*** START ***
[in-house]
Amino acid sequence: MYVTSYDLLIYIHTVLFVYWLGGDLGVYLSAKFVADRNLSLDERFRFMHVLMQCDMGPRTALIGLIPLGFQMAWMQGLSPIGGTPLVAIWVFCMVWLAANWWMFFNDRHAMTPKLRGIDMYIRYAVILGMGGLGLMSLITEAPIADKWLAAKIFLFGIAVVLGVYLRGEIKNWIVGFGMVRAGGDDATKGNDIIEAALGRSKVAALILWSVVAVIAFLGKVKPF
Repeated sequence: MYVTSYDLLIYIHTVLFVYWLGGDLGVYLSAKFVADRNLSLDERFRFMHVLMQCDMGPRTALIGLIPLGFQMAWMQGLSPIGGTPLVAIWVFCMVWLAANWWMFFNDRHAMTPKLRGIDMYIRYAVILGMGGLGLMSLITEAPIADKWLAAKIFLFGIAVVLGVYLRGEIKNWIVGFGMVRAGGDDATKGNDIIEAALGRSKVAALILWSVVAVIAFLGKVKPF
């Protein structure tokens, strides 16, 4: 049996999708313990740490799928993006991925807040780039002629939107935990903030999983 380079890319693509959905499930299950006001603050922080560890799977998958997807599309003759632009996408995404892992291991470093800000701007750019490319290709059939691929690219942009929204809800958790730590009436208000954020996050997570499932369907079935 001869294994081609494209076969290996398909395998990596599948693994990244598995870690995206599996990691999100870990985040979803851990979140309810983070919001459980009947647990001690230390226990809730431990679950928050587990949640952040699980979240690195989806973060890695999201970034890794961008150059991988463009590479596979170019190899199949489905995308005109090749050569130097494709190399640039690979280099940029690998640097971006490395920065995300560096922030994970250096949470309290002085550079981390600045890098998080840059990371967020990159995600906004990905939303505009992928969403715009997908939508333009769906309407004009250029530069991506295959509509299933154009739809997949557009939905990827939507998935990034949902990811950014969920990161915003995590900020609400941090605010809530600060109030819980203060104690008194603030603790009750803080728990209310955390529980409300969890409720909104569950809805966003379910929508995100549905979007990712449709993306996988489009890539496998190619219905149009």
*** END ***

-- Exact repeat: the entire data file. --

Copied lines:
[in-house]
Amino acid sequence: MYVTSYDLLIYIHTVLFVYWLGGDLGVYLSAKFVADRNLSLDERFRFMHVLMQCDMGPRTALIGLIPLGFQMAWMQGLSPIGGTPLVAIWVFCMVWLAANWWMFFNDRHAMTPKLRGIDMYIRYAVILGMGGLGLMSLITEAPIADKWLAAKIFLFGIAVVLGVYLRGEIKNWIVGFGMVRAGGDDATKGNDIIEAALGRSKVAALILWSVVAVIAFLGKVKPF
Repeated sequence: MYVTSYDLLIYIHTVLFVYWLGGDLGVYLSAKFVADRNLSLDERFRFMHVLMQCDMGPRTALIGLIPLGFQMAWMQGLSPIGGTPLVAIWVFCMVWLAANWWMFFNDRHAMTPKLRGIDMYIRYAVILGMGGLGLMSLITEAPIADKWLAAKIFLFGIAVVLGVYLRGEIKNWIVGFGMVRAGGDDATKGNDIIEAALGRSKVAALILWSVVAVIAFLGKVKPF
């Protein structure tokens, strides 16, 4: 049996999708313990740490799928993006991925807040780039002629939107935990903030999983 380079890319693509959905499930299950006001603050922080560890799977998958997807599309003759632009996408995404892992291991470093800000701007750019490319290709059939691929690219942009929204809800958790730590009436208000954020996050997570499932369907079935 001869294994081609494209076969290996398909395998990596599948693994990244598995870690995206599996990691999100870990985040979803851990979140309810983070919001459980009947647990001690230390226990809730431990679950928050587990949640952040699980979240690195989806973060890695999201970034890794961008150059991988463009590479596979170019190899199949489905995308005109090749050569130097494709190399640039690979280099940029690998640097971006490395920065995300560096922030994970250096949470309290002085550079981390600045890098998080840059990371967020990159995600906004990905939303505009992928969403715009997908939508333009769906309407004009250029530069991506295959509509299933154009739809997949557009939905990827939507998935990034949902990811950014969920990161915003995590900020609400941090605010809530600060109030819980203060104690008194603030603790009750803080728990209310955390529980409300969890409720909104569950809805966003379910929508995100549905979007990712449709993306996988489009890539496998190619219905149009």